Justice League Review: Good News and Bad News

Photo Credit:http://www.digitalspy.com/movies/justice-league/news/a818614/justice-league-new-picture-zack-snyder-dc/

Whether he understands it, or knows how to communicate it, or not, Zach Snyder is fascinated by the philosophy surrounding superheroes. That’s why he made Watchmen. That’s why he made Batman v. Superman, which takes much of its inspiration from Frank Miller’s seminal graphic novel The Dark Knight Returns. That fascination comes across beautifully in Justice League’s duel opening scenes. The first is a child filming Superman (Henry Cavill) on his phone after he saved some folks, and just embodying the good he’s come to define in popular culture over the past 80-ish years, even if not in Snyder’s own DC films. The second is flashes of people suffering all across the world in light of the absence of hope, personified via the death of Superman at the end of Batman v. Superman. Here Snyder puts the camera on the real people in the world that genuinely need saving. It’s a moment more profound than any in the last 10 Marvel films. It’s also a moment not indicative of what the rest of Justice League ends up being.

Despite the fact that neither of the DCEU’s Superman-focused films made him into the beacon of hope he’s meant to be, Justice League sure acts like they did, but also does enough work to turn a corner on this series’ version of Kal-El. In wake of his death, Batman (Ben Affleck, clearly bored) and Wonder Woman (Gal Gadot, still iconic) get the sense that something is coming to wreak havoc on the Earth. Enter Steppenwolf (Ciaran Hinds), a cookie-cutter CGI villain that’s barely worse than most of the MCU villains that aren’t related by blood to Thor. We watch this underwritten general defeat the Amazons and the Atlanteans in his quest to destroy the planet. And thus, Batman and Wonder Woman go on a mission to recruit more heroes like them. Most pivotal to the plot is Cyborg (Ray Fisher), but he also manages to be the blandest. The Flash (Ezra Miller), on the other hand, is just a ton of fun to watch and really comes close to saving the film. Aquaman (Jason Mamoa) is somewhere inbetween, with Mamoa doing solid work in the role, but suffering from a script that mostly relies on his quips and one liners, rather than any legitimate pathos.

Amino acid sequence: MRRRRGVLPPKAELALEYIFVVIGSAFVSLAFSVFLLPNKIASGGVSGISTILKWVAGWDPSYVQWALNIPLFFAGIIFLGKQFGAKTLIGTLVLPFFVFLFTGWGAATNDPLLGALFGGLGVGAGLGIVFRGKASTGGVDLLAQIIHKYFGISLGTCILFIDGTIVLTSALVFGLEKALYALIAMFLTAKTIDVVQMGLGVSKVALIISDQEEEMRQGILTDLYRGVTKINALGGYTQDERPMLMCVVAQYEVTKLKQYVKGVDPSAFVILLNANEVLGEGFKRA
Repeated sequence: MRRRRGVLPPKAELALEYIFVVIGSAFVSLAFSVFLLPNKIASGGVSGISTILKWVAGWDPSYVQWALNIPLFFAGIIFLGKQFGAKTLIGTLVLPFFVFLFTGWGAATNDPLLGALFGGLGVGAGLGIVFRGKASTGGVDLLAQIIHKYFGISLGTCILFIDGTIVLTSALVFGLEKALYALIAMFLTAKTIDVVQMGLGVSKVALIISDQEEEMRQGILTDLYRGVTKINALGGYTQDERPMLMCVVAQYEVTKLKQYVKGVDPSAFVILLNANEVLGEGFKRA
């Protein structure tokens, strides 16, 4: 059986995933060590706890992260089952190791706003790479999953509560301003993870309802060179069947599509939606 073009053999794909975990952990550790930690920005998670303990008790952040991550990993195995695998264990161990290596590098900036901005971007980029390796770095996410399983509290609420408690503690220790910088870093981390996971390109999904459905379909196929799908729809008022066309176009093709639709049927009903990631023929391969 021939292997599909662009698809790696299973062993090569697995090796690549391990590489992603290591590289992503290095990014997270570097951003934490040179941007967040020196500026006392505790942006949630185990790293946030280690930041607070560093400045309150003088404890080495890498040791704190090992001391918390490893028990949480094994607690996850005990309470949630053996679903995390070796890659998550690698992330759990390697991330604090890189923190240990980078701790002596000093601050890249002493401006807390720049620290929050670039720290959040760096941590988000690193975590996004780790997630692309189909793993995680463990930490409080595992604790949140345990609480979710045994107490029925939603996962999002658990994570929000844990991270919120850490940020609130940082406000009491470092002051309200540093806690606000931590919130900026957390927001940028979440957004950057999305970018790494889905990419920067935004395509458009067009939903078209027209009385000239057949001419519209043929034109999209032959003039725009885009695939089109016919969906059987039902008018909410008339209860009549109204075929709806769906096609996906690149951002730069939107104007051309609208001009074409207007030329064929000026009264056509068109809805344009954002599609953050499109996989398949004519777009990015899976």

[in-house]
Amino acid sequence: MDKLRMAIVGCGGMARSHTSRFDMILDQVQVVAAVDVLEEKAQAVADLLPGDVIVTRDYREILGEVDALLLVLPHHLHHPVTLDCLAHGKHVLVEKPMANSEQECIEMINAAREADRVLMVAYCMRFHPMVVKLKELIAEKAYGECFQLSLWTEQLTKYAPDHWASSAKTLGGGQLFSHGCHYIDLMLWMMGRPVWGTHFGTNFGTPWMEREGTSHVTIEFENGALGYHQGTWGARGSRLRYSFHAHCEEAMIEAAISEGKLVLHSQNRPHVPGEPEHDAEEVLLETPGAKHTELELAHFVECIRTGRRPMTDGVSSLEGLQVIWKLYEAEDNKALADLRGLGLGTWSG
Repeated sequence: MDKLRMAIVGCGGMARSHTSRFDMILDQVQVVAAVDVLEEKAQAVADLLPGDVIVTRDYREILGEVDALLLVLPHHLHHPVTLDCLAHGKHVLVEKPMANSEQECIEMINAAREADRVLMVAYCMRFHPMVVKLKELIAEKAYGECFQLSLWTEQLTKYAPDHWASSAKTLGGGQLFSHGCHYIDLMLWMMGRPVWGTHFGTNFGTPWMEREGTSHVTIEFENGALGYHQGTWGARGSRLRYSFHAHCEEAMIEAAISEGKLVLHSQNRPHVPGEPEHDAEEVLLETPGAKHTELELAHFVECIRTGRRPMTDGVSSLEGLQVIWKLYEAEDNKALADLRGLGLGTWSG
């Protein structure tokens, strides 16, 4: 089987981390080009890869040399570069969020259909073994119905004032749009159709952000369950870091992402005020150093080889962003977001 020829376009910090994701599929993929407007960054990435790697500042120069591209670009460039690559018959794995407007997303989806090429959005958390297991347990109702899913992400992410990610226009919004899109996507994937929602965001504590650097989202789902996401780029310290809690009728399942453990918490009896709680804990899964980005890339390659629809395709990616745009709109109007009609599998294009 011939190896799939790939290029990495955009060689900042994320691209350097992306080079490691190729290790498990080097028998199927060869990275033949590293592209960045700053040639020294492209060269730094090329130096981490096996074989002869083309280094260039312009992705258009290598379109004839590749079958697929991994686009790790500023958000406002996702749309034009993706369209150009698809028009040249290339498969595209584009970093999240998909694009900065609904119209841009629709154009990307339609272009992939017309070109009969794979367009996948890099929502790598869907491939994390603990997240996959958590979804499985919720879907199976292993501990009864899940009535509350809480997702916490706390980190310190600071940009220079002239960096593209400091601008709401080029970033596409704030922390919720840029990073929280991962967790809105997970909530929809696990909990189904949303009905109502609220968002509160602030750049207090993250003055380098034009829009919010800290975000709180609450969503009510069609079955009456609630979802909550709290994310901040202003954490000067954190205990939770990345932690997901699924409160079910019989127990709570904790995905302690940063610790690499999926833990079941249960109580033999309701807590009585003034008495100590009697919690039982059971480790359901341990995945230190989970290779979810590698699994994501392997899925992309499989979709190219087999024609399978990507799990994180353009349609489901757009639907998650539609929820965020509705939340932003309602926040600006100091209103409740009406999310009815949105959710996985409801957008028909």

With all these heroes in play, the standard superhero movie tropes are all on display in Justice League. Somehow, the film feels more like it’s merely going through the motions more than any of the MCU’s films this year. That’s where, through Snyder’s unimaginable family tragedy midway through production, Joss Whedon taking over after is most felt, in both good and bad ways. This film is genuinely funnier than the lesser DCEU outings, but it also sticks close to the tried and true formula that carried both of Whedon’s Avengers films (okay, so maybe his first one actually proved the merit of the formula…).

And even so, the success rate of the various superhero portrayals on the team makes for an uneven saga even while hitting the usual story beats. On the positive side, we’ve got Wonder Woman and the Flash, one who embodies hope and finds a way to bring that hope to others, and one who finds hope within himself and inserts as much comedic relief as he can. On the negative side, after a pretty watchable debut in Batman v. Superman, Affleck practically sleeps through his role this time around, while neither the script nor Fisher are capable of bringing any life to Cyborg. Somewhere in the middle are the entertaining but underwritten Aquaman, and the awkwardly reintroduced but surprisingly resonant Superman. Cavill does his best work as the original superhero here, inserting earnest compassion and unabashed heroism into every scene he’s in, which admittedly are few.

All in all, Justice League feels like a transitional film, taking the darkness of Snyder’s previous efforts and trying to push it more in the direction of what Marvel has done. But what they really should be doing is looking at Wonder Woman and finding ways to deliver these classic heroes in ways that aren’t only satisfying and entertaining, but emotional as well. That’s where the evolution of the superhero film belongs, as we saw in Patty Jenkins’ blockbuster as well as Logan this year. Justice League doesn’t really point to either of those, but it at least marks an improvement over what came before it. But that should hardly be considered an achievement. Grade: C+

By Matt Dougherty

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